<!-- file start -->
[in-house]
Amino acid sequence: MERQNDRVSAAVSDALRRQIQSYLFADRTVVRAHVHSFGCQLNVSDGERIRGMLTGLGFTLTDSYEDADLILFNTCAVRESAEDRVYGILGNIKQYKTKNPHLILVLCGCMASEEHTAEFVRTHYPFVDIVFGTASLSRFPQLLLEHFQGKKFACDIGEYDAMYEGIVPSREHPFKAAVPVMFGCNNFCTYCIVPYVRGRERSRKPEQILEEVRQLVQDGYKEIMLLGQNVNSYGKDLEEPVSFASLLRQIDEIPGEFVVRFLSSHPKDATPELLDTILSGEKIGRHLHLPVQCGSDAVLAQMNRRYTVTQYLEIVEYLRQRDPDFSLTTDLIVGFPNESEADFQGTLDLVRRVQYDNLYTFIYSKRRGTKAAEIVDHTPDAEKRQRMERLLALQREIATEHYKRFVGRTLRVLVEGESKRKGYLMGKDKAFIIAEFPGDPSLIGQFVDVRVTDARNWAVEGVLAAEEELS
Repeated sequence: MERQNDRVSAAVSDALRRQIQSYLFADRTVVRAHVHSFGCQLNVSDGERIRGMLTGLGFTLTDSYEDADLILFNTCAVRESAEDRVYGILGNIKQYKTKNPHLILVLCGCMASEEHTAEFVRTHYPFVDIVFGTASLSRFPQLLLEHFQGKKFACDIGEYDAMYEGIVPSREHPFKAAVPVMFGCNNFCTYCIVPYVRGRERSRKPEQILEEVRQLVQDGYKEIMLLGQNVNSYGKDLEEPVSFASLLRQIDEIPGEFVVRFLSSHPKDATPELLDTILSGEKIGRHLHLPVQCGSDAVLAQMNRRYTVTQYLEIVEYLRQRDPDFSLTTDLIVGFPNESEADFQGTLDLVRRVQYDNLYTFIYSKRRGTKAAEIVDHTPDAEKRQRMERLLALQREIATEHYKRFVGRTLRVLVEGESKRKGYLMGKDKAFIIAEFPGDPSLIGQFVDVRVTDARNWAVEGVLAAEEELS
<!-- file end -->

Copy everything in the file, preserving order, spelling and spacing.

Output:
[in-house]
Amino acid sequence: MERQNDRVSAAVSDALRRQIQSYLFADRTVVRAHVHSFGCQLNVSDGERIRGMLTGLGFTLTDSYEDADLILFNTCAVRESAEDRVYGILGNIKQYKTKNPHLILVLCGCMASEEHTAEFVRTHYPFVDIVFGTASLSRFPQLLLEHFQGKKFACDIGEYDAMYEGIVPSREHPFKAAVPVMFGCNNFCTYCIVPYVRGRERSRKPEQILEEVRQLVQDGYKEIMLLGQNVNSYGKDLEEPVSFASLLRQIDEIPGEFVVRFLSSHPKDATPELLDTILSGEKIGRHLHLPVQCGSDAVLAQMNRRYTVTQYLEIVEYLRQRDPDFSLTTDLIVGFPNESEADFQGTLDLVRRVQYDNLYTFIYSKRRGTKAAEIVDHTPDAEKRQRMERLLALQREIATEHYKRFVGRTLRVLVEGESKRKGYLMGKDKAFIIAEFPGDPSLIGQFVDVRVTDARNWAVEGVLAAEEELS
Repeated sequence: MERQNDRVSAAVSDALRRQIQSYLFADRTVVRAHVHSFGCQLNVSDGERIRGMLTGLGFTLTDSYEDADLILFNTCAVRESAEDRVYGILGNIKQYKTKNPHLILVLCGCMASEEHTAEFVRTHYPFVDIVFGTASLSRFPQLLLEHFQGKKFACDIGEYDAMYEGIVPSREHPFKAAVPVMFGCNNFCTYCIVPYVRGRERSRKPEQILEEVRQLVQDGYKEIMLLGQNVNSYGKDLEEPVSFASLLRQIDEIPGEFVVRFLSSHPKDATPELLDTILSGEKIGRHLHLPVQCGSDAVLAQMNRRYTVTQYLEIVEYLRQRDPDFSLTTDLIVGFPNESEADFQGTLDLVRRVQYDNLYTFIYSKRRGTKAAEIVDHTPDAEKRQRMERLLALQREIATEHYKRFVGRTLRVLVEGESKRKGYLMGKDKAFIIAEFPGDPSLIGQFVDVRVTDARNWAVEGVLAAEEELS